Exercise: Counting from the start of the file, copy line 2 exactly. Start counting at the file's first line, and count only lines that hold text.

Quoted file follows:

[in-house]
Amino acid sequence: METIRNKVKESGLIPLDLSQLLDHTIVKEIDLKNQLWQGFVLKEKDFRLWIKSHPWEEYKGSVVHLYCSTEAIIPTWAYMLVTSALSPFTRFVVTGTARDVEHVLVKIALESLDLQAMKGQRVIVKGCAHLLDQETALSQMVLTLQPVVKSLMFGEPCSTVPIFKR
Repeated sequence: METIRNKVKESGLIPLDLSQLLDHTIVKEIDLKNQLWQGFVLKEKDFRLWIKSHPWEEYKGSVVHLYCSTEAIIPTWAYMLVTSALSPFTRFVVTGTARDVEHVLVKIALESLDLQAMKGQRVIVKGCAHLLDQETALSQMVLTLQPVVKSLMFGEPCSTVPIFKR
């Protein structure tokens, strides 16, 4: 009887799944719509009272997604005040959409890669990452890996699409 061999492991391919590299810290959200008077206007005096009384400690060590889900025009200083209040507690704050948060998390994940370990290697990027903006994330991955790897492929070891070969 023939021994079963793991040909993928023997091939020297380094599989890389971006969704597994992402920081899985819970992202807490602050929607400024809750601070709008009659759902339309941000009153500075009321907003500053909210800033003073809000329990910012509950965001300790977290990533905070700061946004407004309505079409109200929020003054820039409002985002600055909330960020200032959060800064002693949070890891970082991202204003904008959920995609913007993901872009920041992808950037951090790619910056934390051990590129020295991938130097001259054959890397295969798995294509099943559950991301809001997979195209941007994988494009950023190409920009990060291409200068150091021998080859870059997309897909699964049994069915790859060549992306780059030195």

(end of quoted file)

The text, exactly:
Amino acid sequence: METIRNKVKESGLIPLDLSQLLDHTIVKEIDLKNQLWQGFVLKEKDFRLWIKSHPWEEYKGSVVHLYCSTEAIIPTWAYMLVTSALSPFTRFVVTGTARDVEHVLVKIALESLDLQAMKGQRVIVKGCAHLLDQETALSQMVLTLQPVVKSLMFGEPCSTVPIFKR